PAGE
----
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Cover of S-Adenosyl-L-Methionine for Treatment of Depression, Osteoarthritis, and Liver Disease

S-Adenosyl-L-Methionine for Treatment of Depression, Osteoarthritis, and Liver Disease

Evidence Reports/Technology Assessments, No. 64

Investigators: , MD, Principal Investigator, , PhD, , PhD, , MD, , MD, , PhD, , MD, , MD, , BA, , MA, , MS, and , MD, PhD.

Rockville (MD): Agency for Healthcare Research and Quality (US); .
Report No.: 02-E034ISBN-10: 1-58763-122-9

Structured Abstract

Objectives:

We conducted a comprehensive literature review and synthesis of evidence on the use of S-adenosyl-L-methionine (SAMe) for the treatment of depression, osteoarthritis, and liver disease.

Search Strategy:

We searched 25 databases using the MesH term SAMe and its many pharmacological synonyms. Additional articles were identified from bibliographies and by experts.

Selection Criteria:

The synthesis of SAMe focused on clinical trials of human subjects. Approximately 25 percent of the selected reports were in non-english languages, mainly Italian.

Data Collection and Analysis:

Selected titles, abstracts, and articles were reviewed. Patient demographics, disease state, intervention, study design, and outcomes were collected. Meta-analyses were performed where appropriate.

Main Results:

Compared to placebo, treatment with SAMe was associated with an improvement of approximately 6 points in the score of the Hamilton Rating Scale for Depression. (This degree of improvement is clinically significant and is equivalent to a partial response to treatment.)

Compared to treatment with conventional therapy, SAMe was not associated with a statistically significant difference in outcomes.

Compared to placebo for osteoarthritis, one large randomized clinical trial showed a small to moderate effect in favor of SAMe.

Compared to nonsteroidal anti-inflammatory agents, treatment with SAMe was not associated with a statistically significant difference in outcomes.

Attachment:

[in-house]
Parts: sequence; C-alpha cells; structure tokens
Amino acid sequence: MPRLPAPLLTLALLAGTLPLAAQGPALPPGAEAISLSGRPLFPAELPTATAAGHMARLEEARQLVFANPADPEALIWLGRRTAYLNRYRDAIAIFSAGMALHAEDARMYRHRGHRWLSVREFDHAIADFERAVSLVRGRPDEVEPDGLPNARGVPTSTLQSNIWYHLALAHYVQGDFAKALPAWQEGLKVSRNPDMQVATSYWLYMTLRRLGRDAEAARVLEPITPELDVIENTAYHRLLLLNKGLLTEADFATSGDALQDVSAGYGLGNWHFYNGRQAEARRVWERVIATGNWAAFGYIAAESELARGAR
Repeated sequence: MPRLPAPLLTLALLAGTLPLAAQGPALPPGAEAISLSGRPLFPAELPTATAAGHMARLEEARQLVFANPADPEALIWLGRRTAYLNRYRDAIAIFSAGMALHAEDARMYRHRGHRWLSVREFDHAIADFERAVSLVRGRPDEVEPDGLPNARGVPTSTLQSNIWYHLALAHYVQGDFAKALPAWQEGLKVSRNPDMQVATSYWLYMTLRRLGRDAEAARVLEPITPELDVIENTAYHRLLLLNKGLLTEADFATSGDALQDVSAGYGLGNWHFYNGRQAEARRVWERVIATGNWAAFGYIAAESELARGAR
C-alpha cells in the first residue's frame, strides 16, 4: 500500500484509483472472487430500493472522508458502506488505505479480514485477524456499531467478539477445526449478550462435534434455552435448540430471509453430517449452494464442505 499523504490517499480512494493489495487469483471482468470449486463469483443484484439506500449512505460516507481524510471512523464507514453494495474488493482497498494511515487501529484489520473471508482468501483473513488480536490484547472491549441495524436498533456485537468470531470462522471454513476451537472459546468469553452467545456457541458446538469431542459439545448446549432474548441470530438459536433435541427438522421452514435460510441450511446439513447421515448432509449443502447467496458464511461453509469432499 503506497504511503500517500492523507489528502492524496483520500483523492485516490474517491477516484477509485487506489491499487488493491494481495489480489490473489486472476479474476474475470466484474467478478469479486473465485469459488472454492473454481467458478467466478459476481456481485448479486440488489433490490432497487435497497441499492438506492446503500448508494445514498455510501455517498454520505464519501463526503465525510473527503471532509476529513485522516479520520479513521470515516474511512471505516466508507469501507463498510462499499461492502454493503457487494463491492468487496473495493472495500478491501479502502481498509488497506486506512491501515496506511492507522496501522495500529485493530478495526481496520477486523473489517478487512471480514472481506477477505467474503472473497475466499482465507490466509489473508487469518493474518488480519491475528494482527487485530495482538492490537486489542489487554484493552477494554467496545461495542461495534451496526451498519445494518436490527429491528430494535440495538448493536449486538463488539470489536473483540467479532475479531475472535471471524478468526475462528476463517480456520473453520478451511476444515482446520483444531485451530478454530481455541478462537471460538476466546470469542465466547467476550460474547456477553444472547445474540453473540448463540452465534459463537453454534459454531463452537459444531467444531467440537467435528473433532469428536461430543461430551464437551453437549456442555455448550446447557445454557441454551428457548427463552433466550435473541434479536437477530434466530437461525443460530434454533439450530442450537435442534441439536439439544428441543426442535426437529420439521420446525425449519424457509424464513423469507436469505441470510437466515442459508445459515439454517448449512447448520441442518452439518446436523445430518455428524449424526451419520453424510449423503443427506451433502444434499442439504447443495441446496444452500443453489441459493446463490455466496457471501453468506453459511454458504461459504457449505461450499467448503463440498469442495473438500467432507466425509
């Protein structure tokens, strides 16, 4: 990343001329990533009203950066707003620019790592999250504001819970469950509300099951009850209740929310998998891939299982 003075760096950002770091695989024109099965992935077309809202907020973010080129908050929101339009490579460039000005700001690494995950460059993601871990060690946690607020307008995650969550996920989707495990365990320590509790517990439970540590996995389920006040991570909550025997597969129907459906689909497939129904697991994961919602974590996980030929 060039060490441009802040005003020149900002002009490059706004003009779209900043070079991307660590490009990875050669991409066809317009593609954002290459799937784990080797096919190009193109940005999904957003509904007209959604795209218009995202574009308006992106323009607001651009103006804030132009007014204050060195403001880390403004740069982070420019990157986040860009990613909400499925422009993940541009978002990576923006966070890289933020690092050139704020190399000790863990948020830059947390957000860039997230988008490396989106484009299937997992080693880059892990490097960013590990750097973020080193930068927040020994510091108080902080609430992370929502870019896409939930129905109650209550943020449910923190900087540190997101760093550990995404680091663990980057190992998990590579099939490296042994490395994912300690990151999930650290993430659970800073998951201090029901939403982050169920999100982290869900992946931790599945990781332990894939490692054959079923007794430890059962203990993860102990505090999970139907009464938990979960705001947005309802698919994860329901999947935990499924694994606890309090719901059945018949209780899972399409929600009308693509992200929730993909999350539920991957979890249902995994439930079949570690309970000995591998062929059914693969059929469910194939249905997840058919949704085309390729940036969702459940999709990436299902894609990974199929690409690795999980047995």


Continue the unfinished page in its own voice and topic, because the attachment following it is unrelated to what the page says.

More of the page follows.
Compared to placebo, treatment with SAMe for cholestasis of pregnancy was associated with a large effect in decreasing pruritus and in decreasing bilirubin levels.

In two clinical trials for cholestasis of pregnancy, conventional therapy (ursodeoxycholic acid) was favored over SAMe for the treatment of pruritus.

Compared to placebo for intrahepatic cholestasis, treatment with SAMe for pruritus was associated with a risk ratio of 0.45, meaning that patients treated with SAMe were twice as likely as placebo-treated patients to have a reduction in pruritus (95% CI [0.37, 0.58]).

Too few studies compared SAMe to active therapy for intrahepatic cholestasis to conduct a pooled analysis.

Twenty remaining studies were too heterogeneous with respect to diagnosis (a wide variety of liver conditions) and outcomes to permit pooled analysis.

Conclusions:

These data indicate that SAMe is more effective than placebo for relief of symptoms of depression, pain of osteoarthritis, and pruritus in cholestasis of pregnancy, and in intrahepatic cholestasis. SAMe is more effective than placebo in reducing bilirubin for cholestasis of pregnancy and serum bilirubin for intrahepatic cholestasis. Treatment with SAMe was equivalent to standard therapy for depression and osteoarthritis but not for liver disease.

These results justify additional randomized controlled trials to evaluate the efficacy and tolerability of SAMe for treatment of depression, osteoarthritis, and cholestasis (related to pregnancy and associated with other liver diseases).

Contents

2101 East Jefferson Street, Rockville, MD 20852. www​.ahrq.gov

Prepared for: Agency for Healthcare Research and Quality, U.S. Department of Health and Human Services.1 Contract No. 290-97-0001. Prepared by: Southern California Evidence-Based Practice Center.

Suggested citation:

Hardy M, Coulter I, Morton SC, et al. S-Adenosyl-L-Methionine for Treatment of Depression, Osteoarthritis, and Liver Disease. Evidence Report/Technology Assessment Number 64. (Prepared by Southern California Evidence-based Practice Center under Contract No. 290-97-0001.) AHRQ Publication No. 02-E034 Rockville, MD: Agency for Healthcare Research and Quality. October 2002.

This report may be used, in whole or in part, as the basis for development of clinical practice guidelines and other quality enhancement tools, or as a basis for reimbursement and coverage policies. Endorsement by the Agency for Healthcare Research and Quality (AHRQ) or the U.S. Department of Health and Human Services (DHHS) of such derivative products may not be stated or implied.

AHRQ is the lead Federal agency charged with supporting research designed to improve the quality of health care, reduce its cost, address patient safety and medical errors, and broaden access to essential services. AHRQ sponsors and conducts research that provides evidence-based information on health care outcomes; quality; and cost, use, and access. The information helps heath care decisionmakers—patients and clinicians, health system leaders, and policymakers—make more informed decisions and improve the quality of health care services.

The authors of this report are responsible for its content. Statements in the report should not be construed as endorsement by the Agency for Healthcare Research and Quality or the U.S. Department of Health and Human Services of a particular drug, device, test, treatment, or other clinical service.

1

2101 East Jefferson Street, Rockville, MD 20852. www​.ahrq.gov

Bookshelf ID: NBK36942
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